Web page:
It is cool to see a situation like this resolved so quickly and (reletively) painlessly through the actions of many many complete strangers genuinly expressing their outrage.

I suppose Mr. Kearns will hail it as our liberal elite persecuting the much-oppressed but oh-so-morally-superior Grinchy-peacesign-hating-dimbulb minorty.

You never know, maybe he'll form an NGO.

Wednesday, 29 November 2006 21:18:46 (Central Standard Time, UTC-06:00) | Comments [0] | #
Monday, 27 November 2006

Hey, check it out, some

"peace is the reason for the season"-hatin' conservtives are trying to bully a woman into taking down her peace symbol wreath.

Ben at EclecticsAnonymous has a good link and some original commentary on the story.


Know what I think?  I think these people would benefit from a raft of Christmas cards sporting the peace symbol, and hand-written notes asking them why they hate the baby Jesus.

Monday, 27 November 2006 09:41:17 (Central Standard Time, UTC-06:00) | Comments [1] | #
Tuesday, 24 October 2006

Here's a blast from the past for me and my friends, Sue and Barb.

Wade Pilloud graduated with us from Bemidji High School.  He was also in my Confirmation class and attended our church.  He was also one of the small group of students that I went with on a trip to Germany my Senior year.  I didn't know him well, and I don't have any opinions of him that would be of any particular use or interest to the general public.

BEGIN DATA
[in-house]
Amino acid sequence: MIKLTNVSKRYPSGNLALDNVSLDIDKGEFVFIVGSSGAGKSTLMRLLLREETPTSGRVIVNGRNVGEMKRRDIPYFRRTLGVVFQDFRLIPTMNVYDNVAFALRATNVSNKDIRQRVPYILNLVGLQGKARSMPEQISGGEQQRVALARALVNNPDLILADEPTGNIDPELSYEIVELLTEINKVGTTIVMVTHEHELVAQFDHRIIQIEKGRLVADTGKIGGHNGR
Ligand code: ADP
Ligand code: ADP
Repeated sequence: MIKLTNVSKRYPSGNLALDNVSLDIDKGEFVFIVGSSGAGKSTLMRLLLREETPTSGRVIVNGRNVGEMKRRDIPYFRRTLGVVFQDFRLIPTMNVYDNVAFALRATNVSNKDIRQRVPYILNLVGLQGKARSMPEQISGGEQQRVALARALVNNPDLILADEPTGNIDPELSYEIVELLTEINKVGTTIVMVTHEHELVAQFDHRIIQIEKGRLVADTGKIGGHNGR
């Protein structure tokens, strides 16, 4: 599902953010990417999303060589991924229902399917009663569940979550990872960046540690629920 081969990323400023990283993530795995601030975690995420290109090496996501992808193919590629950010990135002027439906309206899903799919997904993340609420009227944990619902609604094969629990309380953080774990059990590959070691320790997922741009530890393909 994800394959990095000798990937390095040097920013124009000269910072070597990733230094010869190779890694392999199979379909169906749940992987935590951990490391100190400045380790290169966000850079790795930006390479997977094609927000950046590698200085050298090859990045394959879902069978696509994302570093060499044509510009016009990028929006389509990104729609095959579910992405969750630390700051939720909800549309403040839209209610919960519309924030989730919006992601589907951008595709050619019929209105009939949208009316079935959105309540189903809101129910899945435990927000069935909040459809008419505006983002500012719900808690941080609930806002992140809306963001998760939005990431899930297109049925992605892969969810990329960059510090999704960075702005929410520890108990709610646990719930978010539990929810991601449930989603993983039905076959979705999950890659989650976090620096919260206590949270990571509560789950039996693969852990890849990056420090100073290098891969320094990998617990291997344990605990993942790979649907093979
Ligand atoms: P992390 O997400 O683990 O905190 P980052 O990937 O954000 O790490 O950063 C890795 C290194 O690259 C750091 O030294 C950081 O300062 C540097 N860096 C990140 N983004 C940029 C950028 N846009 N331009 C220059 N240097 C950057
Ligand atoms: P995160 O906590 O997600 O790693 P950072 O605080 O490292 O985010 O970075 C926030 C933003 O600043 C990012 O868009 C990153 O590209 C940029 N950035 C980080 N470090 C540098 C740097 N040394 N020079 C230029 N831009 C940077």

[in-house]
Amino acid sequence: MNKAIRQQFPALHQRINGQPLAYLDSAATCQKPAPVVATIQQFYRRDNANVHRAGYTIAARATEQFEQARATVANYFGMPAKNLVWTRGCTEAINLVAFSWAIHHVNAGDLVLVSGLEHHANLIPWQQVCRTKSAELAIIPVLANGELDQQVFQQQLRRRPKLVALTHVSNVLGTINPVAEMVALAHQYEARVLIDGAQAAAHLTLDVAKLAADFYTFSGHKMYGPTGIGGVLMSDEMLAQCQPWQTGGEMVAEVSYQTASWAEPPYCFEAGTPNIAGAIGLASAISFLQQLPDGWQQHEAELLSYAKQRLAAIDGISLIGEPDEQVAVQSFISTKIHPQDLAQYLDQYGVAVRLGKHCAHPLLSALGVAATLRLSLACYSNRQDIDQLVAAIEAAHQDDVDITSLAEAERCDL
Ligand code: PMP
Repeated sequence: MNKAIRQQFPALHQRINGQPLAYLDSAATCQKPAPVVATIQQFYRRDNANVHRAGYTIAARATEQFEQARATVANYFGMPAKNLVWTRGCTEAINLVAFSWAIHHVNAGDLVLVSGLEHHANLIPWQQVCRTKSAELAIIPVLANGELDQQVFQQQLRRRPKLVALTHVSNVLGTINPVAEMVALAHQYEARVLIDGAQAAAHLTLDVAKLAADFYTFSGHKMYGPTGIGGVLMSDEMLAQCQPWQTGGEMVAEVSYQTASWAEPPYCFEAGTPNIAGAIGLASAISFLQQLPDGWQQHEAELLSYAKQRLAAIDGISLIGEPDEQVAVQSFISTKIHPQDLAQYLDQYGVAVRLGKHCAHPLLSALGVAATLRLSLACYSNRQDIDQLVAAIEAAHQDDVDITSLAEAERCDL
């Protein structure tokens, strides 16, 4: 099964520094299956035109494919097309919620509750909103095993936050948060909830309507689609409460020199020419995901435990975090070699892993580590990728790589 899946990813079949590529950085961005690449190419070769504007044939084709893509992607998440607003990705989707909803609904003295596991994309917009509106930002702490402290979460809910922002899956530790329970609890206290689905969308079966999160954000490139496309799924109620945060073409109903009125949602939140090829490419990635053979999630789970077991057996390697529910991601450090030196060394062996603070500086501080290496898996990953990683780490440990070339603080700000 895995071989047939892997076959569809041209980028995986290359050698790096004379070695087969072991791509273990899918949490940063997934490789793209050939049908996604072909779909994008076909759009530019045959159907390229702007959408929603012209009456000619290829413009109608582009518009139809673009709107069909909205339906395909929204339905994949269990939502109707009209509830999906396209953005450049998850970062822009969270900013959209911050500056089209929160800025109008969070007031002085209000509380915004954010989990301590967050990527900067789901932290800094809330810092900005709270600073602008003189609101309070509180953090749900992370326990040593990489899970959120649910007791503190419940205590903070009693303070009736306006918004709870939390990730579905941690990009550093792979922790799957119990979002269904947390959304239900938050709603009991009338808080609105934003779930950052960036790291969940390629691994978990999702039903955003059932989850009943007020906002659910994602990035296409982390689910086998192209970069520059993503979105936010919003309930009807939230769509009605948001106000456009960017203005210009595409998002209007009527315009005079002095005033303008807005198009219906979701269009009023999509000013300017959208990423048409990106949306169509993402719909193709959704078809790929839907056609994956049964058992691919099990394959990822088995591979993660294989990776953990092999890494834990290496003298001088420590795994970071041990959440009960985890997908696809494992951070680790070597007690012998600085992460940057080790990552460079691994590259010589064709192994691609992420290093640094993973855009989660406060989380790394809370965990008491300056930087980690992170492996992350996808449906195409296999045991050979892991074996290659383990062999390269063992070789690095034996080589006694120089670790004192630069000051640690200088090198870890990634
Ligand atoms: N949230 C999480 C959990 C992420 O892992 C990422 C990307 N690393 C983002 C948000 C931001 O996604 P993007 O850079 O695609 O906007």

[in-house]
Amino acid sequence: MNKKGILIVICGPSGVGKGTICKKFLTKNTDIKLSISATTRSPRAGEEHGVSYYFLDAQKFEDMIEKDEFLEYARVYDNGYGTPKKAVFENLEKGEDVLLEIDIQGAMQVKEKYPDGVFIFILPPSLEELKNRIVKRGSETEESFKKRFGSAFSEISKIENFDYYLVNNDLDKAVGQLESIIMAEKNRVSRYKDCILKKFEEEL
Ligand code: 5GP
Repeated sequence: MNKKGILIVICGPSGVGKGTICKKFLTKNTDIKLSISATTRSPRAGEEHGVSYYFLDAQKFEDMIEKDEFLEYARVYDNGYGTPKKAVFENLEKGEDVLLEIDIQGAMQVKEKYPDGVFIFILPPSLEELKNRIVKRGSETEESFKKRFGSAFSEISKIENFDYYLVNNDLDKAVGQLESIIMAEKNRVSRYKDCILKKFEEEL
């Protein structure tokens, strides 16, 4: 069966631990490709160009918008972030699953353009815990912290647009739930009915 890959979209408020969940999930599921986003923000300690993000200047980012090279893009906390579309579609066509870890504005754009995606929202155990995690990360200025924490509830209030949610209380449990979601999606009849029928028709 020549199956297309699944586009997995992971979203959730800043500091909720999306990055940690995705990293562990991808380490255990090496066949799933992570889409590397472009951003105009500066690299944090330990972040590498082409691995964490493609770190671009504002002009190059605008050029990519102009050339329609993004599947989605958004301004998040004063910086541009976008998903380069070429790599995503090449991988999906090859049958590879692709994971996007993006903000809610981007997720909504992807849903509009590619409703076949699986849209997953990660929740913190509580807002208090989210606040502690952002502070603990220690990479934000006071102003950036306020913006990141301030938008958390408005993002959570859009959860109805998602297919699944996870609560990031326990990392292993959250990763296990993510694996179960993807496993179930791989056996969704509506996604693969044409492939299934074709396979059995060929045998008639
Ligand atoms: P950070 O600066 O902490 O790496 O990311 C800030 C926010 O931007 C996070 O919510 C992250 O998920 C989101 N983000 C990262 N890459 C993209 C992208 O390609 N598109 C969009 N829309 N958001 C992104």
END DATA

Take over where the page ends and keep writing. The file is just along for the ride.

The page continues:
Wade is the K-12 principal of a school in Indus, MN (close to International Falls) who resigned after being put on administrative leave for shooting two kittens on school grounds.  They were orphaned, and Mr. Pilloud says he wanted to prevent them from suffering from a death by starvation.

Anyone who grew up n the country knows that it's not uncommon to find burlap sacks full of drowned kittens or puppies along the road, or to hear of people shooting, gassing, or otherwise "doing in" unwanted animal offspring that they can't or won't care for to "prevent suffering".